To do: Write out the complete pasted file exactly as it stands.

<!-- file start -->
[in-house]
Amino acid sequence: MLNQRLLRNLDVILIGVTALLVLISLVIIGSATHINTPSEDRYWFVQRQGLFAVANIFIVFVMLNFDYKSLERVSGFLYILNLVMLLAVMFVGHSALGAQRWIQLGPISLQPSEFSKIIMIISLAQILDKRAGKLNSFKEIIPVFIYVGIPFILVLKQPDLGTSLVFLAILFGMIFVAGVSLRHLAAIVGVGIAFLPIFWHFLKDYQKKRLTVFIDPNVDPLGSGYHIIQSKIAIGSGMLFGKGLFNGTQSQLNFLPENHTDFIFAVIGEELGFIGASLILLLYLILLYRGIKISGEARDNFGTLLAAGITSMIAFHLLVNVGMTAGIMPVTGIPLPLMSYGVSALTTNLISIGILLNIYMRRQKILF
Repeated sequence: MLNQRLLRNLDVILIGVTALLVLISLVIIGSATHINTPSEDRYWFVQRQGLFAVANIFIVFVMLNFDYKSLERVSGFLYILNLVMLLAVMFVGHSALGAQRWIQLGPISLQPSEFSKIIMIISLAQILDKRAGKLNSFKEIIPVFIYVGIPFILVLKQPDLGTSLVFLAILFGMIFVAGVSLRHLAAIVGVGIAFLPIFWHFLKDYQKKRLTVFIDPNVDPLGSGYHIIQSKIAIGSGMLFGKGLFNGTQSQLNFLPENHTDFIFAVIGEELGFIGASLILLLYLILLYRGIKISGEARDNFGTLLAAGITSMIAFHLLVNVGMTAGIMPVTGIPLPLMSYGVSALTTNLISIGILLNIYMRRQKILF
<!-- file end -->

[in-house]
Amino acid sequence: MLNQRLLRNLDVILIGVTALLVLISLVIIGSATHINTPSEDRYWFVQRQGLFAVANIFIVFVMLNFDYKSLERVSGFLYILNLVMLLAVMFVGHSALGAQRWIQLGPISLQPSEFSKIIMIISLAQILDKRAGKLNSFKEIIPVFIYVGIPFILVLKQPDLGTSLVFLAILFGMIFVAGVSLRHLAAIVGVGIAFLPIFWHFLKDYQKKRLTVFIDPNVDPLGSGYHIIQSKIAIGSGMLFGKGLFNGTQSQLNFLPENHTDFIFAVIGEELGFIGASLILLLYLILLYRGIKISGEARDNFGTLLAAGITSMIAFHLLVNVGMTAGIMPVTGIPLPLMSYGVSALTTNLISIGILLNIYMRRQKILF
Repeated sequence: MLNQRLLRNLDVILIGVTALLVLISLVIIGSATHINTPSEDRYWFVQRQGLFAVANIFIVFVMLNFDYKSLERVSGFLYILNLVMLLAVMFVGHSALGAQRWIQLGPISLQPSEFSKIIMIISLAQILDKRAGKLNSFKEIIPVFIYVGIPFILVLKQPDLGTSLVFLAILFGMIFVAGVSLRHLAAIVGVGIAFLPIFWHFLKDYQKKRLTVFIDPNVDPLGSGYHIIQSKIAIGSGMLFGKGLFNGTQSQLNFLPENHTDFIFAVIGEELGFIGASLILLLYLILLYRGIKISGEARDNFGTLLAAGITSMIAFHLLVNVGMTAGIMPVTGIPLPLMSYGVSALTTNLISIGILLNIYMRRQKILF